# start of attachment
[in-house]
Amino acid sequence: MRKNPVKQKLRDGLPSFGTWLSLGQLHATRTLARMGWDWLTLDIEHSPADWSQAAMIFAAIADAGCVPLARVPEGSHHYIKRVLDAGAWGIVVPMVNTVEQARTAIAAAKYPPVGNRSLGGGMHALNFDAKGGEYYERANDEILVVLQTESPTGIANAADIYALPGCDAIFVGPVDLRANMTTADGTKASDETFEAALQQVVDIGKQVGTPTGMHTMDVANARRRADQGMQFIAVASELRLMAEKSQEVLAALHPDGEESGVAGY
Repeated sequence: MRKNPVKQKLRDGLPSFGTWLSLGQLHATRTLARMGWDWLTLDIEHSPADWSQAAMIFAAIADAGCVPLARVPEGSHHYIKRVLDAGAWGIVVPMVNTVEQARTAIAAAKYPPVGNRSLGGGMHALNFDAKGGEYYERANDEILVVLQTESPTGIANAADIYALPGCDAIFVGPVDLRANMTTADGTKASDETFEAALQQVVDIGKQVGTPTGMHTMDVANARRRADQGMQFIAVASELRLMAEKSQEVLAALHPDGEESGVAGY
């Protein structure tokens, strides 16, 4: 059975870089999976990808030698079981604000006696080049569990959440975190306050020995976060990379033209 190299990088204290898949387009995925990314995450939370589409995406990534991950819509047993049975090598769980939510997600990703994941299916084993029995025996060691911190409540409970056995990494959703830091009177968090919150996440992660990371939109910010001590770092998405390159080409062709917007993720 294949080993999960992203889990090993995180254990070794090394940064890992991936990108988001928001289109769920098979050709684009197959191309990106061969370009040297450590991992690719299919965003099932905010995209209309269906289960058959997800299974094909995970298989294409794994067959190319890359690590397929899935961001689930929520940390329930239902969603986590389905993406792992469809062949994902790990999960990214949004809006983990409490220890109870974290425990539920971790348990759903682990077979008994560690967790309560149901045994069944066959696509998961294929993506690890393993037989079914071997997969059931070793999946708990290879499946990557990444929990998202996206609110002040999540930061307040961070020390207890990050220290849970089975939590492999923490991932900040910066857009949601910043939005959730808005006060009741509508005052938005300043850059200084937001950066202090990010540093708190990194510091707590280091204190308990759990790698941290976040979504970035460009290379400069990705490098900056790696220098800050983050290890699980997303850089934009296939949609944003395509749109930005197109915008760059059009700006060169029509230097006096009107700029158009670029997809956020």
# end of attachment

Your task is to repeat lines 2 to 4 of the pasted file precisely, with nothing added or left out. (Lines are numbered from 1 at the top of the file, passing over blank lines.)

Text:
Amino acid sequence: MRKNPVKQKLRDGLPSFGTWLSLGQLHATRTLARMGWDWLTLDIEHSPADWSQAAMIFAAIADAGCVPLARVPEGSHHYIKRVLDAGAWGIVVPMVNTVEQARTAIAAAKYPPVGNRSLGGGMHALNFDAKGGEYYERANDEILVVLQTESPTGIANAADIYALPGCDAIFVGPVDLRANMTTADGTKASDETFEAALQQVVDIGKQVGTPTGMHTMDVANARRRADQGMQFIAVASELRLMAEKSQEVLAALHPDGEESGVAGY
Repeated sequence: MRKNPVKQKLRDGLPSFGTWLSLGQLHATRTLARMGWDWLTLDIEHSPADWSQAAMIFAAIADAGCVPLARVPEGSHHYIKRVLDAGAWGIVVPMVNTVEQARTAIAAAKYPPVGNRSLGGGMHALNFDAKGGEYYERANDEILVVLQTESPTGIANAADIYALPGCDAIFVGPVDLRANMTTADGTKASDETFEAALQQVVDIGKQVGTPTGMHTMDVANARRRADQGMQFIAVASELRLMAEKSQEVLAALHPDGEESGVAGY
């Protein structure tokens, strides 16, 4: 059975870089999976990808030698079981604000006696080049569990959440975190306050020995976060990379033209 190299990088204290898949387009995925990314995450939370589409995406990534991950819509047993049975090598769980939510997600990703994941299916084993029995025996060691911190409540409970056995990494959703830091009177968090919150996440992660990371939109910010001590770092998405390159080409062709917007993720 294949080993999960992203889990090993995180254990070794090394940064890992991936990108988001928001289109769920098979050709684009197959191309990106061969370009040297450590991992690719299919965003099932905010995209209309269906289960058959997800299974094909995970298989294409794994067959190319890359690590397929899935961001689930929520940390329930239902969603986590389905993406792992469809062949994902790990999960990214949004809006983990409490220890109870974290425990539920971790348990759903682990077979008994560690967790309560149901045994069944066959696509998961294929993506690890393993037989079914071997997969059931070793999946708990290879499946990557990444929990998202996206609110002040999540930061307040961070020390207890990050220290849970089975939590492999923490991932900040910066857009949601910043939005959730808005006060009741509508005052938005300043850059200084937001950066202090990010540093708190990194510091707590280091204190308990759990790698941290976040979504970035460009290379400069990705490098900056790696220098800050983050290890699980997303850089934009296939949609944003395509749109930005197109915008760059059009700006060169029509230097006096009107700029158009670029997809956020």